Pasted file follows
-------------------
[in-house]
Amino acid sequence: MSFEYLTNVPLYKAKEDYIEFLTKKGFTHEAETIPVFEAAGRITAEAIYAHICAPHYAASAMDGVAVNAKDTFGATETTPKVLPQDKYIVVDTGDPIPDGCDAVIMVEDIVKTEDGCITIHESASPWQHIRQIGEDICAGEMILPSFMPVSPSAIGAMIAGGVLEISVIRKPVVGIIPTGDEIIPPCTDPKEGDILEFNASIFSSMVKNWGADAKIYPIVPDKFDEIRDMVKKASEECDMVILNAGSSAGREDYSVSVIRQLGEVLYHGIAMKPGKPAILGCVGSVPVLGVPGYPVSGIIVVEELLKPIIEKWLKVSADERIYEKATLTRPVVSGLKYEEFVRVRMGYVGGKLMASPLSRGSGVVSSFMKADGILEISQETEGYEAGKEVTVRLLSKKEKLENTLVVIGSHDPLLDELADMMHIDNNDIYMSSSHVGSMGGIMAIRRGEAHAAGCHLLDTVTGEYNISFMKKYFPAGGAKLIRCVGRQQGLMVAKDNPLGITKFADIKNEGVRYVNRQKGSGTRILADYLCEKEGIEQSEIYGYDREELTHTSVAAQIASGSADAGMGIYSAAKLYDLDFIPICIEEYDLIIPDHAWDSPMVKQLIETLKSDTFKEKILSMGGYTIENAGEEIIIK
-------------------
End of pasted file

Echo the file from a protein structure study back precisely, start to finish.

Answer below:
[in-house]
Amino acid sequence: MSFEYLTNVPLYKAKEDYIEFLTKKGFTHEAETIPVFEAAGRITAEAIYAHICAPHYAASAMDGVAVNAKDTFGATETTPKVLPQDKYIVVDTGDPIPDGCDAVIMVEDIVKTEDGCITIHESASPWQHIRQIGEDICAGEMILPSFMPVSPSAIGAMIAGGVLEISVIRKPVVGIIPTGDEIIPPCTDPKEGDILEFNASIFSSMVKNWGADAKIYPIVPDKFDEIRDMVKKASEECDMVILNAGSSAGREDYSVSVIRQLGEVLYHGIAMKPGKPAILGCVGSVPVLGVPGYPVSGIIVVEELLKPIIEKWLKVSADERIYEKATLTRPVVSGLKYEEFVRVRMGYVGGKLMASPLSRGSGVVSSFMKADGILEISQETEGYEAGKEVTVRLLSKKEKLENTLVVIGSHDPLLDELADMMHIDNNDIYMSSSHVGSMGGIMAIRRGEAHAAGCHLLDTVTGEYNISFMKKYFPAGGAKLIRCVGRQQGLMVAKDNPLGITKFADIKNEGVRYVNRQKGSGTRILADYLCEKEGIEQSEIYGYDREELTHTSVAAQIASGSADAGMGIYSAAKLYDLDFIPICIEEYDLIIPDHAWDSPMVKQLIETLKSDTFKEKILSMGGYTIENAGEEIIIK